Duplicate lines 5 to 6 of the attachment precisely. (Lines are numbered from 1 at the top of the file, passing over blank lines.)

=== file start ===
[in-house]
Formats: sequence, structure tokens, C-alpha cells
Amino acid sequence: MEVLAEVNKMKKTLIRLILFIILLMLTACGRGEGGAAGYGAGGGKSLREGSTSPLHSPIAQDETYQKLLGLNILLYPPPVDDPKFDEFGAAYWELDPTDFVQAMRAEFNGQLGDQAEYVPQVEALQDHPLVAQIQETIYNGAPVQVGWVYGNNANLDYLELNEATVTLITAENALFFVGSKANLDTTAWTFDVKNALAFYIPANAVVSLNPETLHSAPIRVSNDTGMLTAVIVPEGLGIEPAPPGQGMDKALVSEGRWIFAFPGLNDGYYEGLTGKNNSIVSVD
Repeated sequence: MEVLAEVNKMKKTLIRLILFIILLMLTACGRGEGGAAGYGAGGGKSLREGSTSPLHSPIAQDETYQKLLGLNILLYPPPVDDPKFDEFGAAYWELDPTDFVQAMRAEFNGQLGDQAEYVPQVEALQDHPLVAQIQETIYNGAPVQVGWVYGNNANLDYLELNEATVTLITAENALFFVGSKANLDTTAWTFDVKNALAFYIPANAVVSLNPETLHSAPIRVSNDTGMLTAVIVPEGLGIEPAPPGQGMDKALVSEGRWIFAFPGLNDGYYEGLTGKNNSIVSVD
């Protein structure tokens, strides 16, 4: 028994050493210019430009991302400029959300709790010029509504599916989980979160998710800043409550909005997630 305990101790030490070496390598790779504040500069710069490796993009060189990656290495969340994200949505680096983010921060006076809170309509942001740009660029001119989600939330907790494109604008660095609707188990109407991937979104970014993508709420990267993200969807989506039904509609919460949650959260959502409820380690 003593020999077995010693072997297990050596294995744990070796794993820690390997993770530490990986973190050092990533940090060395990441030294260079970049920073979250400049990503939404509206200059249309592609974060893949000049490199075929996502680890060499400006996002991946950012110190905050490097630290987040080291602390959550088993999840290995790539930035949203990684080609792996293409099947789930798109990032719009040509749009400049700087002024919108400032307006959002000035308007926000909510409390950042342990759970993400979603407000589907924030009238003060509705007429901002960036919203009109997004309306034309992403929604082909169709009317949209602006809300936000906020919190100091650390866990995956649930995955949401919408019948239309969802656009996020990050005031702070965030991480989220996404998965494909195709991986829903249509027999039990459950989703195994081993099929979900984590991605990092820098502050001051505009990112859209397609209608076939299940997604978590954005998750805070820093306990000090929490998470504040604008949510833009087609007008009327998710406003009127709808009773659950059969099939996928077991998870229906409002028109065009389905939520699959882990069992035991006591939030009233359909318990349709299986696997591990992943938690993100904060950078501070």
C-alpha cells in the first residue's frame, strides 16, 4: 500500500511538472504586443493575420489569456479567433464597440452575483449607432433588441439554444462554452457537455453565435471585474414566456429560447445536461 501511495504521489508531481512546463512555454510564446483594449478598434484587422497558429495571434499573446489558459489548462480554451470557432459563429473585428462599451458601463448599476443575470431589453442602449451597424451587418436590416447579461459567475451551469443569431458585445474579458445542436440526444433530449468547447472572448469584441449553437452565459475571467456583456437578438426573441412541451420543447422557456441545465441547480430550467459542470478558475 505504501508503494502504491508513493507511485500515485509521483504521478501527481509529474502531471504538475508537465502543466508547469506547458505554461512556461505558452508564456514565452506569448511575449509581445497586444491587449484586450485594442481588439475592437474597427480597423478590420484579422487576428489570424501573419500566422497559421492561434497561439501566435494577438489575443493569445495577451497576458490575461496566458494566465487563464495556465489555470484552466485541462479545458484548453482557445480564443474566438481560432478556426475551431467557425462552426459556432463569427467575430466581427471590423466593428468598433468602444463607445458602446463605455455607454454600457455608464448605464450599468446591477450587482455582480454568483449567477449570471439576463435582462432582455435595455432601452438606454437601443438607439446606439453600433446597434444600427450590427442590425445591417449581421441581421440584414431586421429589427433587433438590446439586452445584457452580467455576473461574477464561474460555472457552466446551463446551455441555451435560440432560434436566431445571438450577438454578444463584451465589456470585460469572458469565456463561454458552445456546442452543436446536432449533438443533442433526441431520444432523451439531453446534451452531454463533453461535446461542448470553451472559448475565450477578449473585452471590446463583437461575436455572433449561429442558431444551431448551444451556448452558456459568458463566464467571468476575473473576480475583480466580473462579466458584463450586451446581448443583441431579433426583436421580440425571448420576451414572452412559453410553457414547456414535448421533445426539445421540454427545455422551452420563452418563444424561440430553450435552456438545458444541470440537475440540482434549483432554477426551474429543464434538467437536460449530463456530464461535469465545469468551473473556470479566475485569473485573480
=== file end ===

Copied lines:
């Protein structure tokens, strides 16, 4: 028994050493210019430009991302400029959300709790010029509504599916989980979160998710800043409550909005997630 305990101790030490070496390598790779504040500069710069490796993009060189990656290495969340994200949505680096983010921060006076809170309509942001740009660029001119989600939330907790494109604008660095609707188990109407991937979104970014993508709420990267993200969807989506039904509609919460949650959260959502409820380690 003593020999077995010693072997297990050596294995744990070796794993820690390997993770530490990986973190050092990533940090060395990441030294260079970049920073979250400049990503939404509206200059249309592609974060893949000049490199075929996502680890060499400006996002991946950012110190905050490097630290987040080291602390959550088993999840290995790539930035949203990684080609792996293409099947789930798109990032719009040509749009400049700087002024919108400032307006959002000035308007926000909510409390950042342990759970993400979603407000589907924030009238003060509705007429901002960036919203009109997004309306034309992403929604082909169709009317949209602006809300936000906020919190100091650390866990995956649930995955949401919408019948239309969802656009996020990050005031702070965030991480989220996404998965494909195709991986829903249509027999039990459950989703195994081993099929979900984590991605990092820098502050001051505009990112859209397609209608076939299940997604978590954005998750805070820093306990000090929490998470504040604008949510833009087609007008009327998710406003009127709808009773659950059969099939996928077991998870229906409002028109065009389905939520699959882990069992035991006591939030009233359909318990349709299986696997591990992943938690993100904060950078501070």
C-alpha cells in the first residue's frame, strides 16, 4: 500500500511538472504586443493575420489569456479567433464597440452575483449607432433588441439554444462554452457537455453565435471585474414566456429560447445536461 501511495504521489508531481512546463512555454510564446483594449478598434484587422497558429495571434499573446489558459489548462480554451470557432459563429473585428462599451458601463448599476443575470431589453442602449451597424451587418436590416447579461459567475451551469443569431458585445474579458445542436440526444433530449468547447472572448469584441449553437452565459475571467456583456437578438426573441412541451420543447422557456441545465441547480430550467459542470478558475 505504501508503494502504491508513493507511485500515485509521483504521478501527481509529474502531471504538475508537465502543466508547469506547458505554461512556461505558452508564456514565452506569448511575449509581445497586444491587449484586450485594442481588439475592437474597427480597423478590420484579422487576428489570424501573419500566422497559421492561434497561439501566435494577438489575443493569445495577451497576458490575461496566458494566465487563464495556465489555470484552466485541462479545458484548453482557445480564443474566438481560432478556426475551431467557425462552426459556432463569427467575430466581427471590423466593428468598433468602444463607445458602446463605455455607454454600457455608464448605464450599468446591477450587482455582480454568483449567477449570471439576463435582462432582455435595455432601452438606454437601443438607439446606439453600433446597434444600427450590427442590425445591417449581421441581421440584414431586421429589427433587433438590446439586452445584457452580467455576473461574477464561474460555472457552466446551463446551455441555451435560440432560434436566431445571438450577438454578444463584451465589456470585460469572458469565456463561454458552445456546442452543436446536432449533438443533442433526441431520444432523451439531453446534451452531454463533453461535446461542448470553451472559448475565450477578449473585452471590446463583437461575436455572433449561429442558431444551431448551444451556448452558456459568458463566464467571468476575473473576480475583480466580473462579466458584463450586451446581448443583441431579433426583436421580440425571448420576451414572452412559453410553457414547456414535448421533445426539445421540454427545455422551452420563452418563444424561440430553450435552456438545458444541470440537475440540482434549483432554477426551474429543464434538467437536460449530463456530464461535469465545469468551473473556470479566475485569473485573480